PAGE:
During the course of the day I may speak to analysts to better understand the fundamentals of a deal, or the regulators to better understand the conditions to a bid. I will always listen to management conference calls and attend management presentations on deals, all of which is overlaid with an understanding of how takeovers work and all the legalities and rules around them – which is where my M&A background is vital. The role involves being on the phone for much of the day. It is a very fast-paced and intense environment...

mtl: It sounds hard-core! Why do you think it is preferable to doing law?

Emma: There is nothing mundane about my job and every day is different. The job is exciting, interesting, intellectually challenging and much more commercial than law. My M&A background is invaluable, from understanding how the Takeover Panel functions in practice to general corporate matters, but I know a lot more practical law than I ever did before, in jurisdictions across Europe - the anti-monopoly commission process in the Ukraine, fiduciary duty rules in Switzerland, new put up or shut up rules in France.

Working on the trading floor is more fun than you can possibly imagine – there is constant noise, banter and jokes. The atmosphere is surprisingly warm and all-embracing, rather than being aggressive which I think some people expect.

mtl: How do you find working in a bank compared to a law firm?

Emma: The first six months were very tough and daunting, particularly as I had to take the FSA exams while also working. However the rewards have made it worth it and I absolutely love what I am doing.

mtl: What sort of person could make a similar move?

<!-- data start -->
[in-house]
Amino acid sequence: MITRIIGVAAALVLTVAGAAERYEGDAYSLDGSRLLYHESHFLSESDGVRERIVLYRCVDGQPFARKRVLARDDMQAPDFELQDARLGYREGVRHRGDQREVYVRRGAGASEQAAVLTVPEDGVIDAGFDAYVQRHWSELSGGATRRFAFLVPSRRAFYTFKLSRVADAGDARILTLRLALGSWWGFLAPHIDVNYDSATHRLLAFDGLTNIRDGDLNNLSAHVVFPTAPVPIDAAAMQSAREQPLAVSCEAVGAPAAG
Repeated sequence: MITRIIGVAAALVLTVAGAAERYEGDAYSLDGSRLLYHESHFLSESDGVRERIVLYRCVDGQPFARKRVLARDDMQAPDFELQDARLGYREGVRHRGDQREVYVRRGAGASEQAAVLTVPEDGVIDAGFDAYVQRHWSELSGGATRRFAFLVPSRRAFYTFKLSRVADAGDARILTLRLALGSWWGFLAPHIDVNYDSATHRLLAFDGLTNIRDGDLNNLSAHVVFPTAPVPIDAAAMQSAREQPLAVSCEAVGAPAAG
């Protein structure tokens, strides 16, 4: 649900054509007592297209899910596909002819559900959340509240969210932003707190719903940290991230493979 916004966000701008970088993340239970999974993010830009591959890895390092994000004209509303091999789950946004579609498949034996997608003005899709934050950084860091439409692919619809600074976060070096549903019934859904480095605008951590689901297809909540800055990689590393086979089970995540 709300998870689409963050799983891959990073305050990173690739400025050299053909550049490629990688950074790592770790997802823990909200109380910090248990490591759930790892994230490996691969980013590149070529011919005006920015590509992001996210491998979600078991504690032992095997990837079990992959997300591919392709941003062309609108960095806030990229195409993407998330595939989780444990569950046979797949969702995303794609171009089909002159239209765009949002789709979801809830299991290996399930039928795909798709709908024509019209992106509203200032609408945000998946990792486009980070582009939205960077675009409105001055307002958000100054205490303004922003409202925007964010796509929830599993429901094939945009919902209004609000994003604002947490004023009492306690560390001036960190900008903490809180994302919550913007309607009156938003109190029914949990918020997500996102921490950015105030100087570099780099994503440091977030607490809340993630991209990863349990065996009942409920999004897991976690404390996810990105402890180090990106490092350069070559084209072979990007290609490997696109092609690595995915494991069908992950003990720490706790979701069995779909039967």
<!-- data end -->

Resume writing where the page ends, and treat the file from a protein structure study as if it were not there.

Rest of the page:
Emma: To move from law to merger arbitrage, you would have to have an M&A background and would have to know how takeovers work. You need to be very comfortable speaking to clients all day, every day on the phone. You need the attention to detail that you will already have as a lawyer and you have to be proactive and able to follow things up using your own initiative.

There are a number of other areas on the trading floor that could be of interest to a lawyer. The skill set that lawyers have would generally be relevant to both sales and research. I was lucky to find somewhere that was an obvious progression for my background.

mtl: Do you have any tips for lawyers thinking about making this move?

Emma: If you have an M&A background then you will have an advantage over other candidates trying to get into this area. Be persistent. Do your homework and read up thoroughly on what the job involves. This is a very specific world but if you genuinely think it would suit you and you are qualified to do it, then go for it. UBS is a great place to work and is always looking for talented individuals. It is a challenging environment and you have to be willing to work very hard, but the rewards are good.

mtl: Thank you Emma.

Career timeline


Law, Nottingham University



LPC, Nottingham Law School



Trainee and corporate assistant, Clifford Chance



Moved to do merger arbitrage at UBS

#Finance #MergerArbitrage #Bank